The Telescopes

The CTAO is the world’s largest and most powerful ground-based observatory for gamma-ray astronomy at very-high energies. The CTAO’s telescopes will detect high-energy gamma rays with the imaging air Cherenkov technique, which includes the Earth’s atmosphere as a critical step in the detection process (go to How CTAO Works). When the gamma rays interact with the Earth’s atmosphere, they create particle cascades that generate extremely fast flashes of light. This “Cherenkov light” is what CTAO’s telescopes capture so that scientists can study the gamma rays indirectly and give us a completely new view of the extreme Universe.

To make this possible, three classes of telescope are required to cover the CTAO’s broad energy range (20 GeV to 300 TeV). Following the Alpha Configuration, the CTAO is planning four Large-Sized Telescopes in the northern hemisphere for its low-energy range (20 to 150 GeV), up to 23 Medium-Sized Telescopes distributed over both array sites for its core energy range (150 GeV to 5 TeV), and up to 37 Small-Sized Telescopes in the southern hemisphere to extend the energy range above 5 TeV.

Our Telescopes in Numbers

The CTAO will cover a very wide energy range and provide excellent angular resolution and sensitivity in comparison to any existing gamma-ray detector. With its ability to detect energies between 20 GeV and 300 TeV and its unprecedented resolution, the CTAO will be able to observe further than ever before and push the CTAO to the edge of the known electromagnetic spectrum, providing a completely new view of the sky.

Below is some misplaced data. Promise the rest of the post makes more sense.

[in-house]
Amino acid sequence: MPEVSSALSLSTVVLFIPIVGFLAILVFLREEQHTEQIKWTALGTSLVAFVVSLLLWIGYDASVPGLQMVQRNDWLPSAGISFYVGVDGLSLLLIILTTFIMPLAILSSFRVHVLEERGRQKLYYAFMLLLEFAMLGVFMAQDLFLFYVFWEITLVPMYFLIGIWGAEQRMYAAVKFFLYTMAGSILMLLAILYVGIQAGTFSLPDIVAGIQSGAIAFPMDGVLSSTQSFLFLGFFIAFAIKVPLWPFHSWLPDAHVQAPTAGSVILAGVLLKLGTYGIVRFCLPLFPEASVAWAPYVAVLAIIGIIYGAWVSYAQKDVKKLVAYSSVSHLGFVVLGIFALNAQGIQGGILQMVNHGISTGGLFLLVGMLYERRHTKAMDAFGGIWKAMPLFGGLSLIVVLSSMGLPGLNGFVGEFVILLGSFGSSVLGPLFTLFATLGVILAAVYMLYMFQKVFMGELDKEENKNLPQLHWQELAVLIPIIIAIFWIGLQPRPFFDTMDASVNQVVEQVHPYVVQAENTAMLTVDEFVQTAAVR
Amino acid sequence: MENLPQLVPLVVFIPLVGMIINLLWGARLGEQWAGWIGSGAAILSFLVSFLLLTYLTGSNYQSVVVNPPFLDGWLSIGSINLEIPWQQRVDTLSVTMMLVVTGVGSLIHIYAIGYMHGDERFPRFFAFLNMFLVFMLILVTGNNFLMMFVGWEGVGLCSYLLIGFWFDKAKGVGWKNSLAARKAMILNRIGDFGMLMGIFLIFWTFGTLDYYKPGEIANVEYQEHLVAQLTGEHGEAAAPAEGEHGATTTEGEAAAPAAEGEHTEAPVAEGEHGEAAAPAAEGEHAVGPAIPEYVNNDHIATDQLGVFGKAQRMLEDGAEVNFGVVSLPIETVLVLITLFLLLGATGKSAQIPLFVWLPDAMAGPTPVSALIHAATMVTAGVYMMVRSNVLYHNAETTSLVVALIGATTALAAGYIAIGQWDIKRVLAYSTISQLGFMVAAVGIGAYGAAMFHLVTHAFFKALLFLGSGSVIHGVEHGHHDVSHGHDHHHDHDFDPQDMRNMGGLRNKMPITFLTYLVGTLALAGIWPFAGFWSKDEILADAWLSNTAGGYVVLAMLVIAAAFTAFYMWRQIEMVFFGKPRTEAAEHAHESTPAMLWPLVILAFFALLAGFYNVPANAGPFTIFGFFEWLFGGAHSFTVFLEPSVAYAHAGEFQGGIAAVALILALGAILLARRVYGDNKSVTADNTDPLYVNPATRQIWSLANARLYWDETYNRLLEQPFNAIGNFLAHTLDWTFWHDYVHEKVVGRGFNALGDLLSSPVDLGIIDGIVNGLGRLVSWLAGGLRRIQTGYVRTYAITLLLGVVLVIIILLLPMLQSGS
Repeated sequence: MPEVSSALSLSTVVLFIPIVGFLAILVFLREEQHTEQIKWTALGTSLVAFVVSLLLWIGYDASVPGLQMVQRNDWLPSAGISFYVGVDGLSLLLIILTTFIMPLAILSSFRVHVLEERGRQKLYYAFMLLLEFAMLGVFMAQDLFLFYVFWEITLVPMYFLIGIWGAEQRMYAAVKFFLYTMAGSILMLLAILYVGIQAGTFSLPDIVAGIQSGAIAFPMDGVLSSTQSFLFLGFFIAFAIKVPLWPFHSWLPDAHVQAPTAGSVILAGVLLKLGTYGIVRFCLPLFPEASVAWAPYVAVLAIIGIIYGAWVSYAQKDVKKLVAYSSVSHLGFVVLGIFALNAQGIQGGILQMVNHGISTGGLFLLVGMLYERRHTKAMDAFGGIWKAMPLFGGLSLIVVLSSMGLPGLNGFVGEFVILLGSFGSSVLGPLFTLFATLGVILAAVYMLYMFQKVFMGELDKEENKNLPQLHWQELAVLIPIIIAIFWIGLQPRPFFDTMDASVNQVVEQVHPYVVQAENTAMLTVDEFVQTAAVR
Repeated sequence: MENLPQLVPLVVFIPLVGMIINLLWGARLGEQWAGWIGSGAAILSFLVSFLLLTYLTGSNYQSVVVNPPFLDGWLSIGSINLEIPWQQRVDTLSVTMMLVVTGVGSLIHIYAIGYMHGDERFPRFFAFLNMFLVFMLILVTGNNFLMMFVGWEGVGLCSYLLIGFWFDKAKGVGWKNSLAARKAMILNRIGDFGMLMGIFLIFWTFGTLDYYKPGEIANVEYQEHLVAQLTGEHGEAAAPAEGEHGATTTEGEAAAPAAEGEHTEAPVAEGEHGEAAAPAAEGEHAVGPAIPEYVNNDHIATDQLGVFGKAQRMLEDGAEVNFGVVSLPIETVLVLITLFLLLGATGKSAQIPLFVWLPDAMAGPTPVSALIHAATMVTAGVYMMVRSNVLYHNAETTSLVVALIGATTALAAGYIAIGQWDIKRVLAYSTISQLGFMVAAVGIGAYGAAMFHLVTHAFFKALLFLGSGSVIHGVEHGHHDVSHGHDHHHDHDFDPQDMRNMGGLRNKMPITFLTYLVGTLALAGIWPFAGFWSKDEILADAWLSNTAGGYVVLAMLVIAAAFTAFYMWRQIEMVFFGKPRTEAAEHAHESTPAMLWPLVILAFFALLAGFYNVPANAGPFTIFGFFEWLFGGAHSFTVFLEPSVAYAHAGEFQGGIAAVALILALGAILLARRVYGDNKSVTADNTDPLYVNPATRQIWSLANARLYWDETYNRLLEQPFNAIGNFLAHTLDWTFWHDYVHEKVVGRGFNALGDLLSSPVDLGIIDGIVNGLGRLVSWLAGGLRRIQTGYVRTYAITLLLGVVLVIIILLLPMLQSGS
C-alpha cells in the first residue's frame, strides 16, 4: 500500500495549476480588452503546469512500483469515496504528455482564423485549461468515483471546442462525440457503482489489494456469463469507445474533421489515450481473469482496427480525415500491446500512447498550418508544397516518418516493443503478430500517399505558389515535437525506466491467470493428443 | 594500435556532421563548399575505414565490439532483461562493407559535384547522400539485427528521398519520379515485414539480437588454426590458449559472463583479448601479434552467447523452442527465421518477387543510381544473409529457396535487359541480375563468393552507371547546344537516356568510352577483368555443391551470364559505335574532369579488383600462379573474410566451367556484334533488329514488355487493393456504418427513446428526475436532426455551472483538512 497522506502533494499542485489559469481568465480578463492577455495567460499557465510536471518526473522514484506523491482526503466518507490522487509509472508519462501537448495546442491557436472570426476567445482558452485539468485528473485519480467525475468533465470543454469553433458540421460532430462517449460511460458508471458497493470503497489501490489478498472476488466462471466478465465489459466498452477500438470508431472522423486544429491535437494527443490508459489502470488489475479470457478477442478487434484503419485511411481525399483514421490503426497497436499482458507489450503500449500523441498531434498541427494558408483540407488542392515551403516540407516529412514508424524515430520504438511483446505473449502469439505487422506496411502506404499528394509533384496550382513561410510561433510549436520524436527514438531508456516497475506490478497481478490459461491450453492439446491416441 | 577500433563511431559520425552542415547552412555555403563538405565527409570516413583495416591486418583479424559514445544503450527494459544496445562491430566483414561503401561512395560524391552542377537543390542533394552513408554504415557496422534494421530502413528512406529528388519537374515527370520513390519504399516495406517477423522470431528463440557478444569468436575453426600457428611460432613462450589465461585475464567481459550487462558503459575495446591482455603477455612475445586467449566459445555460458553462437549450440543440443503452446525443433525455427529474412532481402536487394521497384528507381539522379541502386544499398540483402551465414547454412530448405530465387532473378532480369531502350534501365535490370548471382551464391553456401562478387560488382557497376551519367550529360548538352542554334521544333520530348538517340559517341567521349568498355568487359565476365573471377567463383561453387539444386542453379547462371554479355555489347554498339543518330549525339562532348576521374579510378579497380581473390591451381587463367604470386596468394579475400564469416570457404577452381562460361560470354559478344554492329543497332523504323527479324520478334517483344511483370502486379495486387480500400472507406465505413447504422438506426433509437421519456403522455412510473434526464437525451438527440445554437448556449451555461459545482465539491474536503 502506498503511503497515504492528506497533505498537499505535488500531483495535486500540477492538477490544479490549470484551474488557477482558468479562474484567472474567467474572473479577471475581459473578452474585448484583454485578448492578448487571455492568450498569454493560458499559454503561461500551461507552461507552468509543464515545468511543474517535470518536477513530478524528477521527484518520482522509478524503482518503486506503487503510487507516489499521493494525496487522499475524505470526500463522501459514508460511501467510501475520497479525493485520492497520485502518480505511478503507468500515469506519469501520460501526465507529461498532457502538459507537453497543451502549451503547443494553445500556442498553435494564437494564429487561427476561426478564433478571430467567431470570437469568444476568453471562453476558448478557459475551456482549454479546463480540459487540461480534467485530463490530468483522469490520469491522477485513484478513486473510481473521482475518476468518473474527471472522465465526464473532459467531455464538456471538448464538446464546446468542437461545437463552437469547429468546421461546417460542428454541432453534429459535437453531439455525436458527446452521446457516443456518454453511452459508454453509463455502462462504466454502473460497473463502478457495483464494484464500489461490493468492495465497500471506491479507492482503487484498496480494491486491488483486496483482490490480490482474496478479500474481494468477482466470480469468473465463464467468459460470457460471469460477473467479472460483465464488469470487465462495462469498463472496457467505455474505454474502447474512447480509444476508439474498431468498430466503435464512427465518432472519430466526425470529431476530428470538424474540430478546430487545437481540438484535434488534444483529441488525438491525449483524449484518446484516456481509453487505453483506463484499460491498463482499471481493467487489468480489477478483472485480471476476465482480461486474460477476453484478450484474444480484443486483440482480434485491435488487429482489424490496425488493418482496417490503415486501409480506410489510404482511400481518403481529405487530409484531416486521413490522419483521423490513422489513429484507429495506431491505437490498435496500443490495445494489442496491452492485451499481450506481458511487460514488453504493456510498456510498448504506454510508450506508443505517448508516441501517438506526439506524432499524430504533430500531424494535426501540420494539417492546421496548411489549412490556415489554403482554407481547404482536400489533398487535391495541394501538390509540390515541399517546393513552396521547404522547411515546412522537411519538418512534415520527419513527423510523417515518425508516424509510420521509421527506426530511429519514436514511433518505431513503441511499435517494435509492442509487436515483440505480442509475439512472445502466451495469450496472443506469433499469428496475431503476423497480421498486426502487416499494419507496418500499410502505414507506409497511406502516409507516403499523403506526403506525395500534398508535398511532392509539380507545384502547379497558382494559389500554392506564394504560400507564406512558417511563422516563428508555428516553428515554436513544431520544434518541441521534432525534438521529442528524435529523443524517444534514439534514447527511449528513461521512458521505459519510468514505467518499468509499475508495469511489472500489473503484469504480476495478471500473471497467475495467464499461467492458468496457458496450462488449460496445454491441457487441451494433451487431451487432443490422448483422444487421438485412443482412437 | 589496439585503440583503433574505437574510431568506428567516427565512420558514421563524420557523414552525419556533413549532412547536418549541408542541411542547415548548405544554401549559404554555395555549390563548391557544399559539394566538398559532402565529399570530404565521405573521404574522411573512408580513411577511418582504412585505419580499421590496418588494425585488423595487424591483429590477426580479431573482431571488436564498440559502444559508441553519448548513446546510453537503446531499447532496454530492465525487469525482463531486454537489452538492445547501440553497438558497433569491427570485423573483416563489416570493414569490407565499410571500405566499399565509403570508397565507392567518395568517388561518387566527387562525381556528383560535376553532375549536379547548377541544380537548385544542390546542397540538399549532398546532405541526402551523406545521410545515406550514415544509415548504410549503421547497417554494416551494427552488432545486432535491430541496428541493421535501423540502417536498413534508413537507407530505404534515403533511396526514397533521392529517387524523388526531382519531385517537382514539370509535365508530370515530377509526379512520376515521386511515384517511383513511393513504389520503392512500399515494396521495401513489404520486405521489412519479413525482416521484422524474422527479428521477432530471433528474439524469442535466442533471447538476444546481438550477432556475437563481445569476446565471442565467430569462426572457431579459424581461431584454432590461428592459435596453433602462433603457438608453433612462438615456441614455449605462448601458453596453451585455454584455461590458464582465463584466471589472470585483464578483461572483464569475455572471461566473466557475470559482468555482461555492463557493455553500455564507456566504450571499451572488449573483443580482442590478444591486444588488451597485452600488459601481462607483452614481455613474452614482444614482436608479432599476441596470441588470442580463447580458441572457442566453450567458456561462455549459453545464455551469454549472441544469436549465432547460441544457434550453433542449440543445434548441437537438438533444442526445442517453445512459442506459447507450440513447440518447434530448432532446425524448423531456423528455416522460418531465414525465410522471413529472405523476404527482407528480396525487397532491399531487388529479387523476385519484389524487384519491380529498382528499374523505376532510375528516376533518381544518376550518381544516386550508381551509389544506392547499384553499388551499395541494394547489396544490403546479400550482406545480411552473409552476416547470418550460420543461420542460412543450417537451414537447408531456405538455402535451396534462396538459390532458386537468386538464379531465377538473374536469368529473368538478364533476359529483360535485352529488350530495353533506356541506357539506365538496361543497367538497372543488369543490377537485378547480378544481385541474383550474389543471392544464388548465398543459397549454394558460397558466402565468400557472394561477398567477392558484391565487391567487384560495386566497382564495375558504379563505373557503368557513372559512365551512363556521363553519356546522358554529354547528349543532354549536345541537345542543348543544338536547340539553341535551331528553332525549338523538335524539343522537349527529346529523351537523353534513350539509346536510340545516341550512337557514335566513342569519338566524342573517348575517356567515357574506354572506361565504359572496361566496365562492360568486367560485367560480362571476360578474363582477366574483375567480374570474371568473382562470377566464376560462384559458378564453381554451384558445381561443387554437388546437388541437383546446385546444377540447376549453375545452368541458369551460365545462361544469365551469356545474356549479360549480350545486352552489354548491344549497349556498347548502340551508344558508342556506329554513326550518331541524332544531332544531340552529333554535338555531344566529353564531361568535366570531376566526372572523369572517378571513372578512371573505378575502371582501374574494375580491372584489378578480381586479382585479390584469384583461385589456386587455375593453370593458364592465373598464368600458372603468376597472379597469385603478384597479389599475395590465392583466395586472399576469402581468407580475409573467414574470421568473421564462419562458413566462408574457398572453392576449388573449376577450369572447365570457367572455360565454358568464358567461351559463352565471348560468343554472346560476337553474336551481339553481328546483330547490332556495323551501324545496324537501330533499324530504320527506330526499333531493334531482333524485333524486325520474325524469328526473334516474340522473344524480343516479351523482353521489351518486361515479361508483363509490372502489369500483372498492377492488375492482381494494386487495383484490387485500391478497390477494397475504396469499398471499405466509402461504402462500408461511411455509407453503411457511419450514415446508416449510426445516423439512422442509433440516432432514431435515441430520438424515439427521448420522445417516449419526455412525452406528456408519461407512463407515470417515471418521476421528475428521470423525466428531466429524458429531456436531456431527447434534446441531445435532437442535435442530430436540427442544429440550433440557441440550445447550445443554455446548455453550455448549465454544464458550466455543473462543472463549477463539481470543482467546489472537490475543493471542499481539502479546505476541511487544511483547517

Explore Our Telescopes

The Details

Why Three?

Each class of telescope is tasked to cover a different energy range, thus the designs and distribution of telescopes on the two CTAO array sites are important. Since the showers generated by the highest energy gamma rays are rare but produce a large amount of Cherenkov light, many SSTs spread over a large area improve our chances of detecting them. On the other hand, the LSTs are less in number and have massive reflectors to capture the more faint but frequent lower-energy flashes. The MSTs capture the range in between.


It may look like our telescopes have one solid monolithic mirror, but, if you look closer, you’ll see each telescope’s reflector is comprised of many highly reflective hexagonal mirror facets. This design, invented by Guido Horn D’Arturo in the 1930’s, allows us to build very large reflectors more easily and more economically. The CTAO will use computer-controlled optics systems to actively align approximately 3,500 of these highly polished mirror facets to focus light into the telescopes’ cameras.


To detect the short flashes of Cherenkov light, the telescopes’ cameras must be about a million times faster than a common camera. To do this, they will use high-speed digitisation and triggering technology capable of reading shower images at a rate of one billion frames per second and sensitive enough to resolve single photons. Depending on the camera design, photomultiplier tubes (PMTs) or silicon photomultipliers (SiPMs) will convert the light into an electrical signal that is then digitised and transmitted to record the image of the cascade.

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